Wednesday, October 14, 2015

You Aren't Instantly Awesome, But You Can Get Better with Practice

Back in June, we looked at having realistic expectations when we try something new: You Aren't Instantly Awesome, and That's Okay. To get this point across, I play my banjo at my speaking events (when possible).

When we walk up to something new, we aren't immediate proficient. There is a learning process. And if we spend time with it, we will keep getting better.

It's time to see if I've been getting better at banjo. Here are a few recordings that I've done at some speaking events.

June 29, 2015
Here's the recording that I posted earlier from So Cal Code Camp in San Diego, CA:

August 27, 2015
About 2 months later, I was at South Bay .NET in Mountain View, CA. This is when I was just learning to play with finger picks:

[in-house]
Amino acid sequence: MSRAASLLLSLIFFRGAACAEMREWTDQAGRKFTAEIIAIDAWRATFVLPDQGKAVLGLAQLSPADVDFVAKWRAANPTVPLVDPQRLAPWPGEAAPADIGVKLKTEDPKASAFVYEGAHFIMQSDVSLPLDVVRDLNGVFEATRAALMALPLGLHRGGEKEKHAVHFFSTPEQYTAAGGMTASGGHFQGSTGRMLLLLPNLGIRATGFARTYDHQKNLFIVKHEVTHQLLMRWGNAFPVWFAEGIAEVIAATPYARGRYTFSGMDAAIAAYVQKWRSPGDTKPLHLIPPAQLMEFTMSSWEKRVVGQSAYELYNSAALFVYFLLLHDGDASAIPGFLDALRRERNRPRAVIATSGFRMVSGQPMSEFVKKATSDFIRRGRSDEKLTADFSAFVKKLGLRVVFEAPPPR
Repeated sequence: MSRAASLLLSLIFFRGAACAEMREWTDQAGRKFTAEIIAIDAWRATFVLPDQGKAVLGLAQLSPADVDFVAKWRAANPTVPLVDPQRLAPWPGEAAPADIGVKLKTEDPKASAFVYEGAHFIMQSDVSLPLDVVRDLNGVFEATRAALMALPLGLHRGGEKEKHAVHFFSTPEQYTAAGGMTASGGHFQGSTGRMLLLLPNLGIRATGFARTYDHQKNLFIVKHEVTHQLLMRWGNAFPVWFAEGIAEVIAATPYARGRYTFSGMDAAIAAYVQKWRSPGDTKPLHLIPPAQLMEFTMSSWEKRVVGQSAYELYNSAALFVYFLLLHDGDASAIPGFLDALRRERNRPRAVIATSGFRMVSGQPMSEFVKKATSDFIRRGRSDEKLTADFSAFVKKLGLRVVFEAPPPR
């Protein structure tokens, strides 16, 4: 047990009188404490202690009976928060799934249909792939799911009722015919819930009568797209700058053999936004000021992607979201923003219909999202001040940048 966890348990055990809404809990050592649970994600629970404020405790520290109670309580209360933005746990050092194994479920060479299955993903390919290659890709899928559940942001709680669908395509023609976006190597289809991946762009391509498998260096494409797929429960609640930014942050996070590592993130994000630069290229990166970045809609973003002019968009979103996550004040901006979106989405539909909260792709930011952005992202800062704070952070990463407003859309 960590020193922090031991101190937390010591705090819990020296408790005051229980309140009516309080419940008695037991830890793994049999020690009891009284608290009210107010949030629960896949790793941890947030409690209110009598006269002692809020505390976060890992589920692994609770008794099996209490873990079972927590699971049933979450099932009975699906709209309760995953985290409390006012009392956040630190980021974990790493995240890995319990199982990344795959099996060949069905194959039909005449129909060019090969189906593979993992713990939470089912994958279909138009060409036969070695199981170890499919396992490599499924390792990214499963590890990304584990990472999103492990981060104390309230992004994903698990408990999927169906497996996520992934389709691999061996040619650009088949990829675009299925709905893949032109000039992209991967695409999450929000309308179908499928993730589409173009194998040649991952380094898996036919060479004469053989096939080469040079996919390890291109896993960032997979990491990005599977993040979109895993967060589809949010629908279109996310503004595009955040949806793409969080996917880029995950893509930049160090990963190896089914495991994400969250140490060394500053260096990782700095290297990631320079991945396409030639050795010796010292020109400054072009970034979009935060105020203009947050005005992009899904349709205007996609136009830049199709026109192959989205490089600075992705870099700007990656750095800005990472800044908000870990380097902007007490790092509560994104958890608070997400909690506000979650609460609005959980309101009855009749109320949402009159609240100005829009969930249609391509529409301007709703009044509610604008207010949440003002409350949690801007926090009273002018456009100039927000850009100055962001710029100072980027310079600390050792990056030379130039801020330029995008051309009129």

September 24, 2015
A month later, I was at the NWVDNUG and SEVDNUG user groups in the Phoenix, AZ area:

Here's a photo of me playing the night before at Northwest Valley .NET User Group:

October 3, 2015
And a few weeks ago, I was at Silicon Valley Code Camp in San Jose, CA:

On Sunday, I was on the big stage, and they recorded my pre-show:

If you're curious about the "Duck Typing" picture that's mentioned at the end of the video, here it is:

The rest of the presentation is available to watch here: Silicon Valley Code Camp - Learn the Lingo: Design Patterns.

Keep Practicing, Keep Improving
I'm getting better one step at a time. Every so often, we need to take a look back to review our progress. This is how we can see if we're making improvement. And if we're not improving, then we can re-evaluate what we're doing to see how we can get better.

Learning is a process. And it's a process that never ends. Keep learning, keep practing, and keep improving.

Happy Coding!

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